And although even the most casual acquaintance would know that Islam had been important to Faruq's life, few of his secular-world friends seemed to know that he was considered one of the founders of orthodox Islam in African-American Detroit in the early '70s.

According to his obituary, the First African Primal Rhythm Arkestra and the Bey Family — which are at the root of the Griot Galaxy story — also led to the genesis of the Masjid As Salaam, with Faruq as a founding member along with Imam Muhammad Jalil Bey, Imam Mubarrak Mutakalim and Imam Abdul Hakim Halim.

With those gathered nodding heads in agreement, one of the imams on Tuesday described Faruq as someone who "spoke and acted as a person with a Harvard education as opposed to someone from the west side of Detroit.”

 

Meanwhile, comments and reflections on Faruq's life continue to be added to the Music Blahg post started Saturday, along with links to videos and audios, including a link to a rare 1984 video recording of Griot Galaxy. These are excerpts from the comment thread:

 

From James Cornish, trumpeter, who last played with Bey in April: 

One only had to listen to him for a few notes to realize that he was coming from a very, very deep place. He had this unique tone on his sax that was both warm and agitated. You could feel his pain, but you were also mesmerized by the depth of his heart. His sound was bigger than life. It had me in a trance every time he played.

He played with his oxygen tank right up to the end. That says it all.

 

From Gilda Snowden, artist, who sought advice from Bey on how to get the natural, dreadlock hairstyle (another way in which Bey was a local pioneer): 

At first he wouldn't share the secret with me, saying, "Why do you want to go through all this?" When I pleaded with him to share "the way," he then told me to just "be natural, don't force it, let it flow."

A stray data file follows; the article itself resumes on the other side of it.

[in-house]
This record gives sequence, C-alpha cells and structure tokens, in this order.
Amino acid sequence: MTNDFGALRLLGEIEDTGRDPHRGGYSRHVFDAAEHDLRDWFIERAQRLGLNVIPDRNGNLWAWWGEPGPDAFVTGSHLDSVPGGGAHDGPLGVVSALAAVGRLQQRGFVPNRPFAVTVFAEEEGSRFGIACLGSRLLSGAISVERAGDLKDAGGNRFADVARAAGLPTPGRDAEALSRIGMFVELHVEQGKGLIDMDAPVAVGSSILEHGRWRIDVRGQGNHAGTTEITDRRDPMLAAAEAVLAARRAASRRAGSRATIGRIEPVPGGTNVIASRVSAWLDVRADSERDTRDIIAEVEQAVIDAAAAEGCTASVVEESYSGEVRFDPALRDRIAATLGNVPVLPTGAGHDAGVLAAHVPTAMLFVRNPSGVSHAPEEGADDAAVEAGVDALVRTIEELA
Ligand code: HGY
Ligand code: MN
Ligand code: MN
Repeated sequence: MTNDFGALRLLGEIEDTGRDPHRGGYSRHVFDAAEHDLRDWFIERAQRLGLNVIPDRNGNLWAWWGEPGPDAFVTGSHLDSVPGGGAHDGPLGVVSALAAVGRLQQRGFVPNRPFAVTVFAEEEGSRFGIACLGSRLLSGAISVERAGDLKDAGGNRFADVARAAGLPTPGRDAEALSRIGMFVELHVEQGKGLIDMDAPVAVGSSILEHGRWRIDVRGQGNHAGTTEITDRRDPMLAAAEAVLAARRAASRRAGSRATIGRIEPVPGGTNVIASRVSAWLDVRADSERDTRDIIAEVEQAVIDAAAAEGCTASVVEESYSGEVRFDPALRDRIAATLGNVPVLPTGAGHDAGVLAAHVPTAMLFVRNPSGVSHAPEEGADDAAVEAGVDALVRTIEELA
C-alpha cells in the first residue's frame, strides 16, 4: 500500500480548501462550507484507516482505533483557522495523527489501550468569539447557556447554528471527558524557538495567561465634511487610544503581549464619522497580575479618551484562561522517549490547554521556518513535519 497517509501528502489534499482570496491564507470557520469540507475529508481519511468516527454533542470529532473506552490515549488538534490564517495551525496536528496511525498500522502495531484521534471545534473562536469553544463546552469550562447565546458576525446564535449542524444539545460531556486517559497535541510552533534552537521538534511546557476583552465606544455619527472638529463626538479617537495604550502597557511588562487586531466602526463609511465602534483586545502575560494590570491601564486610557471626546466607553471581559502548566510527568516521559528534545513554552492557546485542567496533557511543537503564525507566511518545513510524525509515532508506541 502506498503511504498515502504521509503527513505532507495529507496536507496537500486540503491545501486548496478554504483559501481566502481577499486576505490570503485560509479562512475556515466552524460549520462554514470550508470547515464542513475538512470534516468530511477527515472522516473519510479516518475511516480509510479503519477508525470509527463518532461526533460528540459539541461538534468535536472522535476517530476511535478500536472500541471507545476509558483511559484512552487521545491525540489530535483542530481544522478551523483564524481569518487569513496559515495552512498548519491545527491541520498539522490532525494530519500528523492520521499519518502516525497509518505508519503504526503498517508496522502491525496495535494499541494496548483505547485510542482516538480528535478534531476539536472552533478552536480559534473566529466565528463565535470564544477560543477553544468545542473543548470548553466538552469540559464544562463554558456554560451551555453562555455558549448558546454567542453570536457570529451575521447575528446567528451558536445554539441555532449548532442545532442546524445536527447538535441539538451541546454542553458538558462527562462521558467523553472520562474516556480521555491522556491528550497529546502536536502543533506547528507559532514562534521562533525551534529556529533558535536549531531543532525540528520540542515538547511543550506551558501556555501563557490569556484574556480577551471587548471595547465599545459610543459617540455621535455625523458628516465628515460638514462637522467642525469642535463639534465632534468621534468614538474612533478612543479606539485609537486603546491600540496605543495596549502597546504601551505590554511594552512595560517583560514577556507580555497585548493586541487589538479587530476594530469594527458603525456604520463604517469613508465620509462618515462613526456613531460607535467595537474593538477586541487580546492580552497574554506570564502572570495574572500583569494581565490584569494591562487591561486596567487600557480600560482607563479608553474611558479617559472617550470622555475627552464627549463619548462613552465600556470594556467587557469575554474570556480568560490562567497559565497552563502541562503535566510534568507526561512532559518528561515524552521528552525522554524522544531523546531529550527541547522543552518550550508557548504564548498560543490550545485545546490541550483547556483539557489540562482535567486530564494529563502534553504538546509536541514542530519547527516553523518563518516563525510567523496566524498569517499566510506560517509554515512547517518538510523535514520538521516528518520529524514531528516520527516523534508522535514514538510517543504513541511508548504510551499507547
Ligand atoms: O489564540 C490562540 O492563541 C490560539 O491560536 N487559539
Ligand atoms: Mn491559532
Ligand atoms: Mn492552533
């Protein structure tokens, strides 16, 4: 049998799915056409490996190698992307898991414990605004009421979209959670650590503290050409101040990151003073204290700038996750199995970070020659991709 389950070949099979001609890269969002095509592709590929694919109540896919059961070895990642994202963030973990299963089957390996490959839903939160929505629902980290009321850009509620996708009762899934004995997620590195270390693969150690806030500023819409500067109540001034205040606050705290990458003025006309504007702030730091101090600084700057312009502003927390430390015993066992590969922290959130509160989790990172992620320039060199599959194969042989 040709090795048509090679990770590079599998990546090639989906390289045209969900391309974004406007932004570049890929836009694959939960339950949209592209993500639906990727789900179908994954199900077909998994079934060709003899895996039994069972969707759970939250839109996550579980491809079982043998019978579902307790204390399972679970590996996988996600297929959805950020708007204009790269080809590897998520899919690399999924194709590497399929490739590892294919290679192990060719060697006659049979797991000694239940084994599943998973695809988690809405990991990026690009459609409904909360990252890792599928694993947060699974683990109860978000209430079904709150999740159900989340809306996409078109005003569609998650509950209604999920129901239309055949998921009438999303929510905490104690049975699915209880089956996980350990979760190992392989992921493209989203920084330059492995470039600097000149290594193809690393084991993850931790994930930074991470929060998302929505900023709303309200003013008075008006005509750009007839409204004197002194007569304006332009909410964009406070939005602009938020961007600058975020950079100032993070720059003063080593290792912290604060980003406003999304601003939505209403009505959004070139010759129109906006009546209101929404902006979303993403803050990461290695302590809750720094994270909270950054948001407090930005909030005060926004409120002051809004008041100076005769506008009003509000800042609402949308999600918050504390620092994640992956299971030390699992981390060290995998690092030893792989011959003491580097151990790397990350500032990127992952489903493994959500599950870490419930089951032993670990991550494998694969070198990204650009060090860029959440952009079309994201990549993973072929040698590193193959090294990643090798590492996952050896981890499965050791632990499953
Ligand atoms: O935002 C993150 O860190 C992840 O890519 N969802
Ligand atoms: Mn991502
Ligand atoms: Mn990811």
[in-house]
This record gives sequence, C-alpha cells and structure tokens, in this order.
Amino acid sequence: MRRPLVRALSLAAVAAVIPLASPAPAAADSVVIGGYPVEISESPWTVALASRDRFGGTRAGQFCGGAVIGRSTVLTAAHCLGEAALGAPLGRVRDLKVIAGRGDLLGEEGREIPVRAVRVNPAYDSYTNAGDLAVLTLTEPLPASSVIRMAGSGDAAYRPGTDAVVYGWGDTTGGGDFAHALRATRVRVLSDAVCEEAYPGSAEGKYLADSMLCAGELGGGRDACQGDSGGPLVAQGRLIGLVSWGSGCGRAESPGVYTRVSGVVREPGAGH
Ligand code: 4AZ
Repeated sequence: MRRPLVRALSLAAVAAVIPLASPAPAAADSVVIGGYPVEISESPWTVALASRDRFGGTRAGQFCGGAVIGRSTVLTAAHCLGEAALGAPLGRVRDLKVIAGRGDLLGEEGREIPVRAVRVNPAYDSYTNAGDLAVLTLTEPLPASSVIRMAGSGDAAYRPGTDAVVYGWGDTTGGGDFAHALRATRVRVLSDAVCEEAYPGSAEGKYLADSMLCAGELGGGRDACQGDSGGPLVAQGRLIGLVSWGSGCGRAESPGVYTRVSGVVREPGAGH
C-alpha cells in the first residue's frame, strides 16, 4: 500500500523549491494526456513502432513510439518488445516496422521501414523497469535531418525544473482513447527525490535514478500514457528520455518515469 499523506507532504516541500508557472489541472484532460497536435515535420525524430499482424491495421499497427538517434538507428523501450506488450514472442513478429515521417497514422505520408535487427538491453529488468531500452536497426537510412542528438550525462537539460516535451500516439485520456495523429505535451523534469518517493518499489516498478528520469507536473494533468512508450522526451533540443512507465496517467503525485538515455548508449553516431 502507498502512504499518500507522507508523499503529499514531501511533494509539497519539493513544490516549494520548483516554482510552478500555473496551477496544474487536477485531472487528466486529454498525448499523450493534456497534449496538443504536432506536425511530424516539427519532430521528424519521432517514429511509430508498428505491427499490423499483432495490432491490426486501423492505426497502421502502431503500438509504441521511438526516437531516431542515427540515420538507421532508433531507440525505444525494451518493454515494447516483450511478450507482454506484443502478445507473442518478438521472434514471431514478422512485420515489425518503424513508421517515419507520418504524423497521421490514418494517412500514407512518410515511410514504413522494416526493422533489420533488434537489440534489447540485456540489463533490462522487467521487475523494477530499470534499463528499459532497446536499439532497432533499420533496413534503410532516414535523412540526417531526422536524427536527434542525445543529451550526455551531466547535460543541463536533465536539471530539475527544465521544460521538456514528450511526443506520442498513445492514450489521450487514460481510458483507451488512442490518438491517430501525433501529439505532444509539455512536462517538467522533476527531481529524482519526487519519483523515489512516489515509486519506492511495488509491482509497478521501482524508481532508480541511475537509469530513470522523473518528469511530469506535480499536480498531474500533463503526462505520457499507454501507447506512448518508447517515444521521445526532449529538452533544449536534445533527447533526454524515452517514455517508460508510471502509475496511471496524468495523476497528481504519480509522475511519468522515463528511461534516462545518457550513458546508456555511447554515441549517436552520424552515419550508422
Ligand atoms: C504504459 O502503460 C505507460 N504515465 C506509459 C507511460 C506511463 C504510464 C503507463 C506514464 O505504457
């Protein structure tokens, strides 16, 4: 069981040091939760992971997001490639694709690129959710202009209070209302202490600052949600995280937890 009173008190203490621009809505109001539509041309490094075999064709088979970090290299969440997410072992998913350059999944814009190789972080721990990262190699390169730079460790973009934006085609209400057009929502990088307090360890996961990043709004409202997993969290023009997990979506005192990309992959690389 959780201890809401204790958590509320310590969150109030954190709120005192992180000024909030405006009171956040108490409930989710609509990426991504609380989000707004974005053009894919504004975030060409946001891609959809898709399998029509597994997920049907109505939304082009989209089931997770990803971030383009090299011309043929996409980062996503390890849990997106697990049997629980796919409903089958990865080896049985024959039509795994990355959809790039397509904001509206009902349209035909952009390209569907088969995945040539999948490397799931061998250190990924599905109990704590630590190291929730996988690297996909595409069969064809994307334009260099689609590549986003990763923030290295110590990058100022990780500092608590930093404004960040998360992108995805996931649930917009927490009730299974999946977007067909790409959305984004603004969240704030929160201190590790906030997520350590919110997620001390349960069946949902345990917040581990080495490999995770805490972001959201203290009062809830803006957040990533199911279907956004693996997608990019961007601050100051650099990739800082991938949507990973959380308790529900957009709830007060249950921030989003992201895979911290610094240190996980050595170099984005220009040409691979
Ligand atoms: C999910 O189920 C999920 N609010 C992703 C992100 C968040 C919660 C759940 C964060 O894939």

It occurred to me much later that what he was telling me about the rediscovery of my hair also was a template for the creation of art.

 

From Tyrone Williams, poet: 

He was a generous man, a giant talent as humble and as wickedly funny as any musician I've known.

 

From jazz historian Jim Gallert: 

A conversation with Faruq always raised my intellectual level. I know he scuffled the last few years, probably longer, but his spiritual strength and musical resolve never wavered.

 

From M.L. Liebler: 

Faurq Z. Bey was my hero first who became my close friend in the mid-1980s. ... We traveled together, we wrote together, we yelled at each other, we talked for hours about everything from Rush Limbaugh's idiocy (he loved talk radio) to gossiping about our friends, about our shared deep faith in God, and in many ways we saved each other.

 

From Melba Joyce Boyd, Wayne State University faculty member and poet:

He impacted our consciousness and our creativity. We are who we are because he was who he was. 

 

From Skeeter Shelton, saxophonist and frequent bandmate, who compared the loss to losing his father, the drummer Ajaramu: 

I just can't believe it — my big brother is gone. I can't stop crying.

 

From Mike Johnston, Northwoods Improvisers bassist and bandmate: 

I believe that Faruq was a real giant, a master of communication via the spoken word or the played soulful note. ... Frequently when someone would ask Faruq if he wanted to attempt to play something he would respond: "I ain't scared."

 

W. Kim Heron is editor of Metro Times. See metrotimes.com to see more (or add to) comments about Faruq Z. Bey's life and art, also for links to past coverage, videos and audios

More by W. Kim Heron